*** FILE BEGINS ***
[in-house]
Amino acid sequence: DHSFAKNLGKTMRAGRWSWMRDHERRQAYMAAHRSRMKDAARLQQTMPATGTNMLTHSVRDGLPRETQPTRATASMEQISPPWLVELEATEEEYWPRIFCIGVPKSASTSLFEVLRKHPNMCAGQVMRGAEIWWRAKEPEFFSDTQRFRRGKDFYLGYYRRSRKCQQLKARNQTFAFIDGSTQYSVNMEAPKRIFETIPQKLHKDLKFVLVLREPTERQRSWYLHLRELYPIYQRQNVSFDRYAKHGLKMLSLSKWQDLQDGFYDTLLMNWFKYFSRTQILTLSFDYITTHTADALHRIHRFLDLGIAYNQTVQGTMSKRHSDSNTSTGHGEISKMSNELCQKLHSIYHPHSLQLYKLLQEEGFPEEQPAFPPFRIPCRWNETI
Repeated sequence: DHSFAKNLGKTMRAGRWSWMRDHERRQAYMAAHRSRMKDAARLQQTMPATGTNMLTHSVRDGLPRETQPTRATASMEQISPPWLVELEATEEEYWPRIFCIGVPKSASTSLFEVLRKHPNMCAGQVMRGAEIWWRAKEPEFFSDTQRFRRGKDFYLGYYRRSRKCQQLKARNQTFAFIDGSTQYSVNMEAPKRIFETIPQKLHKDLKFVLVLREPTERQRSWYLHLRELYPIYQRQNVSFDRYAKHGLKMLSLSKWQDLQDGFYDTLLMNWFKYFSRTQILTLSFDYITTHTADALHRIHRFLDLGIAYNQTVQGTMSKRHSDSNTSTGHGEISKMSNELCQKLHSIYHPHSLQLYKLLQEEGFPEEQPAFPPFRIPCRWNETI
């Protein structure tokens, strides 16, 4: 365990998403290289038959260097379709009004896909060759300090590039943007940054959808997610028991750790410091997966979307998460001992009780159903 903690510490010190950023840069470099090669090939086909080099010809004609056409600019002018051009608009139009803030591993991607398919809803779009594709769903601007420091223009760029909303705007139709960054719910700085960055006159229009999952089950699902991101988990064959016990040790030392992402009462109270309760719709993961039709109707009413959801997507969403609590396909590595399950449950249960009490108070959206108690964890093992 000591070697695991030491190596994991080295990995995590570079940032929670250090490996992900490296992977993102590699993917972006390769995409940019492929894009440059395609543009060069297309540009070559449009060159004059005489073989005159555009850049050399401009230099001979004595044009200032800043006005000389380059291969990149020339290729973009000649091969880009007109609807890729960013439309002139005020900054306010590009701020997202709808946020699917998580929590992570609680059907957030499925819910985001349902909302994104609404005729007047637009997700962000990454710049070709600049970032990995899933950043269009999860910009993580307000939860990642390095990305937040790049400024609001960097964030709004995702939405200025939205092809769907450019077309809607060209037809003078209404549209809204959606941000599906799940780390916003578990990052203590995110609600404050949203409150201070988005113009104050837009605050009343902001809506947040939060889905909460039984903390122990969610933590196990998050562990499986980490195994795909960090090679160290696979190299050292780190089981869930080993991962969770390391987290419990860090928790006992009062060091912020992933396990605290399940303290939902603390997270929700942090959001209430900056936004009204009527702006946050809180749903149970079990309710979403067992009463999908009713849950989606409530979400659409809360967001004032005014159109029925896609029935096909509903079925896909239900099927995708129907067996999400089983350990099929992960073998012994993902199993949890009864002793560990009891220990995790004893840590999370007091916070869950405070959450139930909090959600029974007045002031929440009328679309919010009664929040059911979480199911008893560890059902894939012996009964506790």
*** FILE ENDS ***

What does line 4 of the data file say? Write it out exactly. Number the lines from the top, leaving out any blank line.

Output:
């Protein structure tokens, strides 16, 4: 365990998403290289038959260097379709009004896909060759300090590039943007940054959808997610028991750790410091997966979307998460001992009780159903 903690510490010190950023840069470099090669090939086909080099010809004609056409600019002018051009608009139009803030591993991607398919809803779009594709769903601007420091223009760029909303705007139709960054719910700085960055006159229009999952089950699902991101988990064959016990040790030392992402009462109270309760719709993961039709109707009413959801997507969403609590396909590595399950449950249960009490108070959206108690964890093992 000591070697695991030491190596994991080295990995995590570079940032929670250090490996992900490296992977993102590699993917972006390769995409940019492929894009440059395609543009060069297309540009070559449009060159004059005489073989005159555009850049050399401009230099001979004595044009200032800043006005000389380059291969990149020339290729973009000649091969880009007109609807890729960013439309002139005020900054306010590009701020997202709808946020699917998580929590992570609680059907957030499925819910985001349902909302994104609404005729007047637009997700962000990454710049070709600049970032990995899933950043269009999860910009993580307000939860990642390095990305937040790049400024609001960097964030709004995702939405200025939205092809769907450019077309809607060209037809003078209404549209809204959606941000599906799940780390916003578990990052203590995110609600404050949203409150201070988005113009104050837009605050009343902001809506947040939060889905909460039984903390122990969610933590196990998050562990499986980490195994795909960090090679160290696979190299050292780190089981869930080993991962969770390391987290419990860090928790006992009062060091912020992933396990605290399940303290939902603390997270929700942090959001209430900056936004009204009527702006946050809180749903149970079990309710979403067992009463999908009713849950989606409530979400659409809360967001004032005014159109029925896609029935096909509903079925896909239900099927995708129907067996999400089983350990099929992960073998012994993902199993949890009864002793560990009891220990995790004893840590999370007091916070869950405070959450139930909090959600029974007045002031929440009328679309919010009664929040059911979480199911008893560890059902894939012996009964506790």